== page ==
Friday, February 28, 2014

Maximus on The Hypostatic Union

“For it is just as when a sword has been heated: what is able to cut becomes able to burn and what is able to burn becomes able to cut (for just as fire was united to iron, thus also the burning of fire was united to the cutting of the iron). The iron has become able to burn by a union with the fire, and the fire becomes able to cut by a union with the iron. Neither thing has undergone a change with respect to mode of exchange with the other in the union, but each has remained, in the identity of what was composed in the union, without falling from what belonged to it according to nature. Likewise, in the mystery of the divine incarnation, the divine and the human were united hypostatically, where neither of the natural activities was displaced because of the union, and neither was acquired after the union as something unrelated, as though it was divided both from what was composed and what was co-hypostasized.”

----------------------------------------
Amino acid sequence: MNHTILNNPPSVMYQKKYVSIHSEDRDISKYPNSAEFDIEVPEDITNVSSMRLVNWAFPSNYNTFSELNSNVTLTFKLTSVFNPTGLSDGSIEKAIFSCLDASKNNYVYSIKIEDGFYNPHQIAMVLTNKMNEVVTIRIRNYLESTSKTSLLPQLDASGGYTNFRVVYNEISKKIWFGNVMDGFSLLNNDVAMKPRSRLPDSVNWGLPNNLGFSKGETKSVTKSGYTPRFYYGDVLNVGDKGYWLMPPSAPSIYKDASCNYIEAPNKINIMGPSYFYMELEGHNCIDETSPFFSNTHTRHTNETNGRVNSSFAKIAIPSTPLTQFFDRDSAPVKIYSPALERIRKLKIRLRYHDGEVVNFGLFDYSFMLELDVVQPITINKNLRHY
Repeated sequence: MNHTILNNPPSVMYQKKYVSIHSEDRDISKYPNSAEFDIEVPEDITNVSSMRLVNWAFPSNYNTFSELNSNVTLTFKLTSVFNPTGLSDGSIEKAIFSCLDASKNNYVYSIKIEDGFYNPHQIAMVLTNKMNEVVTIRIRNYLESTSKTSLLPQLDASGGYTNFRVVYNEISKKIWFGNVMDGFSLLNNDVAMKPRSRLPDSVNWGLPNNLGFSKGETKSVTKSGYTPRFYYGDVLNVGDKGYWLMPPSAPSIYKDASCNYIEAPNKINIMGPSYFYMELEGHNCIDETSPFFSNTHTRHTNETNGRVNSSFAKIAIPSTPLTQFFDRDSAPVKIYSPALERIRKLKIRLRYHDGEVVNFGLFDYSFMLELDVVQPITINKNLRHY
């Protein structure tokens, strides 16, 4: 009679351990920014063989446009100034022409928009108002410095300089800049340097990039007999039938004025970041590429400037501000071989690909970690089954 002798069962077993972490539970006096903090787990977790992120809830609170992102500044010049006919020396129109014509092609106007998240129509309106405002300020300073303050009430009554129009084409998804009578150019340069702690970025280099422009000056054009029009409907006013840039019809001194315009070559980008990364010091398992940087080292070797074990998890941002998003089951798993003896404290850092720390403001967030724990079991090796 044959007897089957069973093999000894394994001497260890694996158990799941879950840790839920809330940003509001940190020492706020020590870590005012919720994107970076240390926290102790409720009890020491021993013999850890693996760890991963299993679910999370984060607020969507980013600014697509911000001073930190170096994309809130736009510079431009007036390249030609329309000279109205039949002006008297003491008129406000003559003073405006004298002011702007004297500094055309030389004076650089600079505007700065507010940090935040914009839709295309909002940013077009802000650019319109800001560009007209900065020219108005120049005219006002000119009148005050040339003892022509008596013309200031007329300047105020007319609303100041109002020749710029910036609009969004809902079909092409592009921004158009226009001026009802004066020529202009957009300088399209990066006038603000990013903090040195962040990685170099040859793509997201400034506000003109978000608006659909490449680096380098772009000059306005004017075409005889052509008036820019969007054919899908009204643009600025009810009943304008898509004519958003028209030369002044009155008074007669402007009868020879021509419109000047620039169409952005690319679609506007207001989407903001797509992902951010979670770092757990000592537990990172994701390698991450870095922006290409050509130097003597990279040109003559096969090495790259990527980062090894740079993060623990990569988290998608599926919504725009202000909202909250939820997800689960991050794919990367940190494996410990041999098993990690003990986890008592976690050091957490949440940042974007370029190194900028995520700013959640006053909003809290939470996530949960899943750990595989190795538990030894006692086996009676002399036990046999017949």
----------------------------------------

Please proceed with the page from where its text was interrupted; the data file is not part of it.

Maximus the Confessor (580 - 662)

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